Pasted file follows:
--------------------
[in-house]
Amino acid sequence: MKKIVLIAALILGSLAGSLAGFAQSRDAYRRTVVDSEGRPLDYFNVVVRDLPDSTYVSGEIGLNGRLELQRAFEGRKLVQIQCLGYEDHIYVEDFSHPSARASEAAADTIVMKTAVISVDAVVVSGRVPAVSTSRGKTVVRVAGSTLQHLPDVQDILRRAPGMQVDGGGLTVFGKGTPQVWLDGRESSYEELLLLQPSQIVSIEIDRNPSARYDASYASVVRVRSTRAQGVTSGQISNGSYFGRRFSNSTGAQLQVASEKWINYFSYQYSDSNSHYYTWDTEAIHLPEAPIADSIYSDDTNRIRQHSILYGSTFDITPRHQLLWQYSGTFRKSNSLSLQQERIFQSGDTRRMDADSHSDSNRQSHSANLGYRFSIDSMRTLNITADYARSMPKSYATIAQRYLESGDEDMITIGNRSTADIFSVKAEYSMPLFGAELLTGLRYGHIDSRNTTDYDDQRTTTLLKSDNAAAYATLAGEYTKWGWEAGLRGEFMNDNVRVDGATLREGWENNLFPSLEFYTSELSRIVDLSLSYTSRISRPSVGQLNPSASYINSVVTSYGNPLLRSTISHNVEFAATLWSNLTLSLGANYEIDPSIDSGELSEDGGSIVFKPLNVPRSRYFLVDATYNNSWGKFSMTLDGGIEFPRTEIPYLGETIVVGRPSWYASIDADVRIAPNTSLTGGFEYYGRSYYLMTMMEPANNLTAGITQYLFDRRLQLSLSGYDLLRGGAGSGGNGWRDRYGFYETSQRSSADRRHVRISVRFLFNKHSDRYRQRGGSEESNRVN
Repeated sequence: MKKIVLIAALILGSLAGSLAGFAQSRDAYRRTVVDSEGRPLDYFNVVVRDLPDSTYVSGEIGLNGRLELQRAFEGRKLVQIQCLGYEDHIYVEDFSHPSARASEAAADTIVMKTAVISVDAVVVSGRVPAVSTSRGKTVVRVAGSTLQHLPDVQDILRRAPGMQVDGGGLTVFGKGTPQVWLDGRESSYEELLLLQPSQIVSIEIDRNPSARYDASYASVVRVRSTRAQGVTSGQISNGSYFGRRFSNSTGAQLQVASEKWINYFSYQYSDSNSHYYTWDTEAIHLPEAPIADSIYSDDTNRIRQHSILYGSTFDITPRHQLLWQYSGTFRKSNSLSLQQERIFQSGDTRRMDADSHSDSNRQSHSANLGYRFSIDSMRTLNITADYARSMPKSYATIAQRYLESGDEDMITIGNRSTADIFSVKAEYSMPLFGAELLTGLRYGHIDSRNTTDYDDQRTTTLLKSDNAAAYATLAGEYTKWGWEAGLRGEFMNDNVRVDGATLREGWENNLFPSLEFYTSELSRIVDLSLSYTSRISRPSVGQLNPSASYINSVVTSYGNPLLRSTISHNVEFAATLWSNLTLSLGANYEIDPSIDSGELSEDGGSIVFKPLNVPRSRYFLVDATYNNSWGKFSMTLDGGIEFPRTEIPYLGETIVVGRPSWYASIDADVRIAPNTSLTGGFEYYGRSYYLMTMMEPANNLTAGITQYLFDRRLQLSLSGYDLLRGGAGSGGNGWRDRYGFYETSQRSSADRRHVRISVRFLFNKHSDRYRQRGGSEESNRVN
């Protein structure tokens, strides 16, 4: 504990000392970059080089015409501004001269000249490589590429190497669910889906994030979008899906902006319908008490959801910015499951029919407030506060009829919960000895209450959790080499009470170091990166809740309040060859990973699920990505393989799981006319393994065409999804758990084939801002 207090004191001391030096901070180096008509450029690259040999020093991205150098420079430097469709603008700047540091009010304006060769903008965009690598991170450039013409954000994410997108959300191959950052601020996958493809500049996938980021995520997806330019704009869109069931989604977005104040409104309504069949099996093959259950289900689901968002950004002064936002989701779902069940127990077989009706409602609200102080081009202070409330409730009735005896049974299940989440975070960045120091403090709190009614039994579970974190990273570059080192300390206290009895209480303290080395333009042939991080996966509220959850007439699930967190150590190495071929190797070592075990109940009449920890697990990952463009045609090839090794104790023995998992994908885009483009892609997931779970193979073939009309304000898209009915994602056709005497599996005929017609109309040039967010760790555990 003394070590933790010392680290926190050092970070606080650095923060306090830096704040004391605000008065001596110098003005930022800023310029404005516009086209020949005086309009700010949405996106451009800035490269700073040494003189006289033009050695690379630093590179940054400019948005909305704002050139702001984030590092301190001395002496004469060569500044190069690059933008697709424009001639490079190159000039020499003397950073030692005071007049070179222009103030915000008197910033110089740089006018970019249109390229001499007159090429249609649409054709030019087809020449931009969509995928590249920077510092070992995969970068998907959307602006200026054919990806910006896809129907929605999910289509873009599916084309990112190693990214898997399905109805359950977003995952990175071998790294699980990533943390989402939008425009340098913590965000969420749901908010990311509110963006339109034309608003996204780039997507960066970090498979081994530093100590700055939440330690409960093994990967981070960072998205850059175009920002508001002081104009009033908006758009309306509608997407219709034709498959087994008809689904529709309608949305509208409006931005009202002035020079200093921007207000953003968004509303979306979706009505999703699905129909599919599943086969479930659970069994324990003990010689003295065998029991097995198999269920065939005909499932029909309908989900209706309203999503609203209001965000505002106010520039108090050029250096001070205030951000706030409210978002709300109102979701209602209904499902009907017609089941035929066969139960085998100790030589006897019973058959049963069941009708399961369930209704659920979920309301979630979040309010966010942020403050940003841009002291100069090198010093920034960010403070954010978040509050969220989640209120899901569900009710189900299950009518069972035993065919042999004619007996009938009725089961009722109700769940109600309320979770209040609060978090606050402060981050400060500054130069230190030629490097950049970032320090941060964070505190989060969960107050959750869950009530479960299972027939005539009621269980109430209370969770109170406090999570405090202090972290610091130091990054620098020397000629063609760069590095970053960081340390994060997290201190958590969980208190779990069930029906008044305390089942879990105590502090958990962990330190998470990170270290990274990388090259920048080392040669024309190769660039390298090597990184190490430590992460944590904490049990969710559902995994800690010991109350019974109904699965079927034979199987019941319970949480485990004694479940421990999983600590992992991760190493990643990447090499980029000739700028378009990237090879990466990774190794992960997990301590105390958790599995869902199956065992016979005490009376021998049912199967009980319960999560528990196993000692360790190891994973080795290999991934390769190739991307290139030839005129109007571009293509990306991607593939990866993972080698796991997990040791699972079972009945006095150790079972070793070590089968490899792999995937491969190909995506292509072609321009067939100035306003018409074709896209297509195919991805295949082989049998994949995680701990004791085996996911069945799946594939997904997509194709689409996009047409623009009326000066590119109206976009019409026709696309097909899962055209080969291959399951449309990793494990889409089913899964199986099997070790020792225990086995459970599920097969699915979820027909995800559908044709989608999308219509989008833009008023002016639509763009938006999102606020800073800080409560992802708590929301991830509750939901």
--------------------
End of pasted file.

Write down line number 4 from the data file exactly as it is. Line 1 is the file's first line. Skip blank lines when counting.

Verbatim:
């Protein structure tokens, strides 16, 4: 504990000392970059080089015409501004001269000249490589590429190497669910889906994030979008899906902006319908008490959801910015499951029919407030506060009829919960000895209450959790080499009470170091990166809740309040060859990973699920990505393989799981006319393994065409999804758990084939801002 207090004191001391030096901070180096008509450029690259040999020093991205150098420079430097469709603008700047540091009010304006060769903008965009690598991170450039013409954000994410997108959300191959950052601020996958493809500049996938980021995520997806330019704009869109069931989604977005104040409104309504069949099996093959259950289900689901968002950004002064936002989701779902069940127990077989009706409602609200102080081009202070409330409730009735005896049974299940989440975070960045120091403090709190009614039994579970974190990273570059080192300390206290009895209480303290080395333009042939991080996966509220959850007439699930967190150590190495071929190797070592075990109940009449920890697990990952463009045609090839090794104790023995998992994908885009483009892609997931779970193979073939009309304000898209009915994602056709005497599996005929017609109309040039967010760790555990 003394070590933790010392680290926190050092970070606080650095923060306090830096704040004391605000008065001596110098003005930022800023310029404005516009086209020949005086309009700010949405996106451009800035490269700073040494003189006289033009050695690379630093590179940054400019948005909305704002050139702001984030590092301190001395002496004469060569500044190069690059933008697709424009001639490079190159000039020499003397950073030692005071007049070179222009103030915000008197910033110089740089006018970019249109390229001499007159090429249609649409054709030019087809020449931009969509995928590249920077510092070992995969970068998907959307602006200026054919990806910006896809129907929605999910289509873009599916084309990112190693990214898997399905109805359950977003995952990175071998790294699980990533943390989402939008425009340098913590965000969420749901908010990311509110963006339109034309608003996204780039997507960066970090498979081994530093100590700055939440330690409960093994990967981070960072998205850059175009920002508001002081104009009033908006758009309306509608997407219709034709498959087994008809689904529709309608949305509208409006931005009202002035020079200093921007207000953003968004509303979306979706009505999703699905129909599919599943086969479930659970069994324990003990010689003295065998029991097995198999269920065939005909499932029909309908989900209706309203999503609203209001965000505002106010520039108090050029250096001070205030951000706030409210978002709300109102979701209602209904499902009907017609089941035929066969139960085998100790030589006897019973058959049963069941009708399961369930209704659920979920309301979630979040309010966010942020403050940003841009002291100069090198010093920034960010403070954010978040509050969220989640209120899901569900009710189900299950009518069972035993065919042999004619007996009938009725089961009722109700769940109600309320979770209040609060978090606050402060981050400060500054130069230190030629490097950049970032320090941060964070505190989060969960107050959750869950009530479960299972027939005539009621269980109430209370969770109170406090999570405090202090972290610091130091990054620098020397000629063609760069590095970053960081340390994060997290201190958590969980208190779990069930029906008044305390089942879990105590502090958990962990330190998470990170270290990274990388090259920048080392040669024309190769660039390298090597990184190490430590992460944590904490049990969710559902995994800690010991109350019974109904699965079927034979199987019941319970949480485990004694479940421990999983600590992992991760190493990643990447090499980029000739700028378009990237090879990466990774190794992960997990301590105390958790599995869902199956065992016979005490009376021998049912199967009980319960999560528990196993000692360790190891994973080795290999991934390769190739991307290139030839005129109007571009293509990306991607593939990866993972080698796991997990040791699972079972009945006095150790079972070793070590089968490899792999995937491969190909995506292509072609321009067939100035306003018409074709896209297509195919991805295949082989049998994949995680701990004791085996996911069945799946594939997904997509194709689409996009047409623009009326000066590119109206976009019409026709696309097909899962055209080969291959399951449309990793494990889409089913899964199986099997070790020792225990086995459970599920097969699915979820027909995800559908044709989608999308219509989008833009008023002016639509763009938006999102606020800073800080409560992802708590929301991830509750939901």